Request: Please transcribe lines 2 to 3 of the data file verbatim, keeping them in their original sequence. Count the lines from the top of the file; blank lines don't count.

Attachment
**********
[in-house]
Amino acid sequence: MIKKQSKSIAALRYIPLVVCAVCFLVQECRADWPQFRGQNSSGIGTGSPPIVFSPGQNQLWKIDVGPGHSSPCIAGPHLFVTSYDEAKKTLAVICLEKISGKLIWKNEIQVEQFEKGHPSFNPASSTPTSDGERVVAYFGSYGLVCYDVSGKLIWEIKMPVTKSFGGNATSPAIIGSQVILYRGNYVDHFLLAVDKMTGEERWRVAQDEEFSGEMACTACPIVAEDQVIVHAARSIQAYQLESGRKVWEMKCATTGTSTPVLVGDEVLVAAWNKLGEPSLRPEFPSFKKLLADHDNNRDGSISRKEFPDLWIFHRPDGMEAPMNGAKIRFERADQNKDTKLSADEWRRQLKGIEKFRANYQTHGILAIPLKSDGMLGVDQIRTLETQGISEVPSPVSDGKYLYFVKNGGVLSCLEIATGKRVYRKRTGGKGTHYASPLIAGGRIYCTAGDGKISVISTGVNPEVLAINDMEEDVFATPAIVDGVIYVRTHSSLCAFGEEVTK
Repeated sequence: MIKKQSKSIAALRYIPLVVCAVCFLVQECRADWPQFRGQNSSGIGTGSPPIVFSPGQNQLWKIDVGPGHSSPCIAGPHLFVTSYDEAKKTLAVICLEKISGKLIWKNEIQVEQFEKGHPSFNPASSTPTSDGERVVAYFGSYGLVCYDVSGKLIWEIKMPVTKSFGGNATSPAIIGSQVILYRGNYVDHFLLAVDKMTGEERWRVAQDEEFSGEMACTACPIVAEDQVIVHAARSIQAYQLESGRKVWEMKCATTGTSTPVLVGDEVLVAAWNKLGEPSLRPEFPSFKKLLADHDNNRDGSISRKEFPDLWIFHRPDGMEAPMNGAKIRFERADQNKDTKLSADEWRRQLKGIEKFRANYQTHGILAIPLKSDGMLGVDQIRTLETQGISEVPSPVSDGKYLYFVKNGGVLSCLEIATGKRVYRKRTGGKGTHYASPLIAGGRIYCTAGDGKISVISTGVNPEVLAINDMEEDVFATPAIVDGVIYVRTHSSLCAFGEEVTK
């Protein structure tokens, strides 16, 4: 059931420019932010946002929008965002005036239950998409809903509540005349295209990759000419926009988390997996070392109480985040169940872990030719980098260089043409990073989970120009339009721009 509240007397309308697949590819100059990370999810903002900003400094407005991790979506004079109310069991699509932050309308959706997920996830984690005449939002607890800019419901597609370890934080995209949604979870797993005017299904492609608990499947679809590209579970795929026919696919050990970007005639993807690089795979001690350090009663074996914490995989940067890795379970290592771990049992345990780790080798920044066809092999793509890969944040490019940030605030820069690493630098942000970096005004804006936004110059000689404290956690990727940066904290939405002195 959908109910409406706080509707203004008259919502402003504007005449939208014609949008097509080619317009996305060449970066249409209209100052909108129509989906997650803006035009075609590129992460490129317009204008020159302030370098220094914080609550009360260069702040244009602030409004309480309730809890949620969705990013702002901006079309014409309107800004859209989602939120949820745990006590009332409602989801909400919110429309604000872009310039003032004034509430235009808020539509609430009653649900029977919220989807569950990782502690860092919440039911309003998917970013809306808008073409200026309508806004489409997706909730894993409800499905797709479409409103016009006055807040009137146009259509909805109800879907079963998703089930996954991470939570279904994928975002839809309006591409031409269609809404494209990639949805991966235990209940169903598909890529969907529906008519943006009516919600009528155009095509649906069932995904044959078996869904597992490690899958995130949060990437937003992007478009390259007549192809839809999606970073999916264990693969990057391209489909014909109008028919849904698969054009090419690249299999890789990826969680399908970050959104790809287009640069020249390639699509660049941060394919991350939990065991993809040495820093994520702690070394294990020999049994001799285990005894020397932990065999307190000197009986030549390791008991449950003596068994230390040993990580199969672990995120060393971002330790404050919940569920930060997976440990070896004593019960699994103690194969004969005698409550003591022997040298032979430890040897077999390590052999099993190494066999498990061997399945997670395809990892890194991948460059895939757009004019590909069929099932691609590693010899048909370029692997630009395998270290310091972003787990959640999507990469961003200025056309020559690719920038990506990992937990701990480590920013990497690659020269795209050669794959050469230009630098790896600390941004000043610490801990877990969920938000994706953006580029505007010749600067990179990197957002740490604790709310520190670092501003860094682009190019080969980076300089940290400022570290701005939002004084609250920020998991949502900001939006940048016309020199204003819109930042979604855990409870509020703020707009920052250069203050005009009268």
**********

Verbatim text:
Amino acid sequence: MIKKQSKSIAALRYIPLVVCAVCFLVQECRADWPQFRGQNSSGIGTGSPPIVFSPGQNQLWKIDVGPGHSSPCIAGPHLFVTSYDEAKKTLAVICLEKISGKLIWKNEIQVEQFEKGHPSFNPASSTPTSDGERVVAYFGSYGLVCYDVSGKLIWEIKMPVTKSFGGNATSPAIIGSQVILYRGNYVDHFLLAVDKMTGEERWRVAQDEEFSGEMACTACPIVAEDQVIVHAARSIQAYQLESGRKVWEMKCATTGTSTPVLVGDEVLVAAWNKLGEPSLRPEFPSFKKLLADHDNNRDGSISRKEFPDLWIFHRPDGMEAPMNGAKIRFERADQNKDTKLSADEWRRQLKGIEKFRANYQTHGILAIPLKSDGMLGVDQIRTLETQGISEVPSPVSDGKYLYFVKNGGVLSCLEIATGKRVYRKRTGGKGTHYASPLIAGGRIYCTAGDGKISVISTGVNPEVLAINDMEEDVFATPAIVDGVIYVRTHSSLCAFGEEVTK
Repeated sequence: MIKKQSKSIAALRYIPLVVCAVCFLVQECRADWPQFRGQNSSGIGTGSPPIVFSPGQNQLWKIDVGPGHSSPCIAGPHLFVTSYDEAKKTLAVICLEKISGKLIWKNEIQVEQFEKGHPSFNPASSTPTSDGERVVAYFGSYGLVCYDVSGKLIWEIKMPVTKSFGGNATSPAIIGSQVILYRGNYVDHFLLAVDKMTGEERWRVAQDEEFSGEMACTACPIVAEDQVIVHAARSIQAYQLESGRKVWEMKCATTGTSTPVLVGDEVLVAAWNKLGEPSLRPEFPSFKKLLADHDNNRDGSISRKEFPDLWIFHRPDGMEAPMNGAKIRFERADQNKDTKLSADEWRRQLKGIEKFRANYQTHGILAIPLKSDGMLGVDQIRTLETQGISEVPSPVSDGKYLYFVKNGGVLSCLEIATGKRVYRKRTGGKGTHYASPLIAGGRIYCTAGDGKISVISTGVNPEVLAINDMEEDVFATPAIVDGVIYVRTHSSLCAFGEEVTK